Rob Abbott
Operations Manager
Village Builders Inc.

Tuesday, December 25, 2012

The evolution of floor protection

The evolution of floor protection

Contractors are always looking for better and simpler ways to protect newly installed floors or existing floors when renovating. As one of those contractors I have tried almost everything on the market at least once.
What I have found threw trial and error is what works well and what doesn’t. The other thing that I have realized is that with the changing world of flooring, so goes the world of flooring protection.
I have used some companies that are reputable but wouldn’t stand behind their warranty when their product failed and have used other companies that their products simply didn’t work like advertised.

Here are some tips that you should look for when trying to buy flooring protection;

You need to know exactly what you are covering. Is it tile, carpet, hardwood, factory finished wood or onsite finished wood.

You want to avoid any product that has a fair bit of adhesive. The adhesive can either leave a residue on the floor or damage the finish on the floor. Only carpet protection should have a fairly aggressive adhesive.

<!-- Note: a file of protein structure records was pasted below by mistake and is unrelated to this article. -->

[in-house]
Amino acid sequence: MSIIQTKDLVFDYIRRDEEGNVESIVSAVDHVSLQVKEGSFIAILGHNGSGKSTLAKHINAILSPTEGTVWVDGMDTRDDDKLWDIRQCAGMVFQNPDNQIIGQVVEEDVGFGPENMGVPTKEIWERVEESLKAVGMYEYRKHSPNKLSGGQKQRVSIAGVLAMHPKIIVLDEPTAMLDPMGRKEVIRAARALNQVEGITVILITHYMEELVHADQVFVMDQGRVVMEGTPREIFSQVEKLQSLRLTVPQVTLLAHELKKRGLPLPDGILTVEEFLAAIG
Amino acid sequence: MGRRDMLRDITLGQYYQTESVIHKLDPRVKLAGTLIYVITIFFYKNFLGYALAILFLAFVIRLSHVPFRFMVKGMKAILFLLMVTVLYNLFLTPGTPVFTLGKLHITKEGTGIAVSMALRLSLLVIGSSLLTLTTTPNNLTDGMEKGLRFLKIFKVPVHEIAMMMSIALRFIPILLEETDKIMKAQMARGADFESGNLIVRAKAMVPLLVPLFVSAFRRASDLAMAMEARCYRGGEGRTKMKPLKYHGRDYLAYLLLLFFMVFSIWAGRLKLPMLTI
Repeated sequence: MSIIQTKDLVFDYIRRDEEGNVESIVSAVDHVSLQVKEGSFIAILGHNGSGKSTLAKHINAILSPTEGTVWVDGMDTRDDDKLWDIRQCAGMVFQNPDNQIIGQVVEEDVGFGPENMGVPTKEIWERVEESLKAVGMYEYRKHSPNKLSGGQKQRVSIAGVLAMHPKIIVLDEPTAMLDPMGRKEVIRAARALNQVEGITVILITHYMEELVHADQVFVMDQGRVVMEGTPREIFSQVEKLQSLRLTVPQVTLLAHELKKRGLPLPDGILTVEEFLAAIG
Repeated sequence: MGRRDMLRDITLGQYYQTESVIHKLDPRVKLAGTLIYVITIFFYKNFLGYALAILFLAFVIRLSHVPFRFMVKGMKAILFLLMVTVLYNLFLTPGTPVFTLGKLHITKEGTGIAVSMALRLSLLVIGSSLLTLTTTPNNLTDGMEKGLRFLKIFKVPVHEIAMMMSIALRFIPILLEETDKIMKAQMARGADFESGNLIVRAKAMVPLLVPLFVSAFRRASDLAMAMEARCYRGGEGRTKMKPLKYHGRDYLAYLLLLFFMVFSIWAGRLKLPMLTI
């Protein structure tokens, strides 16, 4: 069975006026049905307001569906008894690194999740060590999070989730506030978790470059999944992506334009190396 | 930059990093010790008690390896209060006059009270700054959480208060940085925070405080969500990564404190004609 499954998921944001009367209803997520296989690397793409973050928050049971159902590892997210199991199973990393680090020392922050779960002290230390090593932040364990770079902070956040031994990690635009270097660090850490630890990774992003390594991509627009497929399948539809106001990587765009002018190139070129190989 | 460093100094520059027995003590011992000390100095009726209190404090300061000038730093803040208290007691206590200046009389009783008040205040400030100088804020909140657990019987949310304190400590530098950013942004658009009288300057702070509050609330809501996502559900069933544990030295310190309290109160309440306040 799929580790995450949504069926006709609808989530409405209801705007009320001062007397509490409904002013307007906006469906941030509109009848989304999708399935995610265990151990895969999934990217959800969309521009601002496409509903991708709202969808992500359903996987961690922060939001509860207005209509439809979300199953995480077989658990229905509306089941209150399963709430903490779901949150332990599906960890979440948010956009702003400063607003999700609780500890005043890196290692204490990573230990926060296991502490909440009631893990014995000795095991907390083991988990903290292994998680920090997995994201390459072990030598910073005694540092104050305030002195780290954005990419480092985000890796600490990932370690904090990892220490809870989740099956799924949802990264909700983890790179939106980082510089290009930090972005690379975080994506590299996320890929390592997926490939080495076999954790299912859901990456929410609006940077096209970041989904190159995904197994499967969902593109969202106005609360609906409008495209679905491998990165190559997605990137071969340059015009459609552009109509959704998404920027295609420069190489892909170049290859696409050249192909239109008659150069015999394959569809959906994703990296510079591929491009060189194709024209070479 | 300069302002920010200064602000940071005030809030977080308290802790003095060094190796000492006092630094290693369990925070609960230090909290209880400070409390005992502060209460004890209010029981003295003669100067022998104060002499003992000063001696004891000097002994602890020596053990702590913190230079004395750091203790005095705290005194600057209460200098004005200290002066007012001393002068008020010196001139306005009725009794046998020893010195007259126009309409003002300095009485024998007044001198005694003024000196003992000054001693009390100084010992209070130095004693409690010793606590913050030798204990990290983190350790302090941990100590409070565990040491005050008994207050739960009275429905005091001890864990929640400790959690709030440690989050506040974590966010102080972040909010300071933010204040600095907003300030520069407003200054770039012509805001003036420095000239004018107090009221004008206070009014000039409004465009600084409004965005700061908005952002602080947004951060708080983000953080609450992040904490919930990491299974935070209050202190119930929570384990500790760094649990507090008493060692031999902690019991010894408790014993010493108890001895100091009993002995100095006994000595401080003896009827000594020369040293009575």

If you are doing construction over a newly laid hardwood floor then you will need to buy something that will absorb the impact of tools or material.

There are different products on the market for the different areas of a home. You should be buying different materials for different parts of the house. Hallways need a material that will take more of a beating then bedrooms.

Special consideration has to be paid to stairs, especially custom stairs. Stairs need something that will stick to them to stop a tripping hazard but not to sticky that it reacts the finish on the floor.

Look for products that don’t require you to use any tape to attach it to the floor. Tape left on the floor to long will damage the finish.

One of the products that I am impressed with that I have been using for the past couple of months is called RAM BOARD. It is a paper product; it looks a lot like craft paper that you buy at your local hardware store but the biggest difference is the thickness. It is about a 1/8” thick and when you are talking floor protection that’s pretty thick. It is so thick that it will absorb liquid spills from coffees and cans of paint. It is also thick enough to take a marginal amount of impact without damaging the floor below it. The RAM BOARD is heavy enough that when you roll it out it usually stays in place. When you want to cover a wide area you simply tape the joints together leaving the outside edges tape free. The total weight of the paper together holds itself in place. It’s also thick enough and water absorbing enough to use at the front door in the winter when you have a lot of people coming inside with wet footwear. Ram board is durable enough that you can re-use it from one job to the next. What we do is vacuum the Ram board and then roll it up and tape it so that it stays rolled and compact until it is needed on the next project.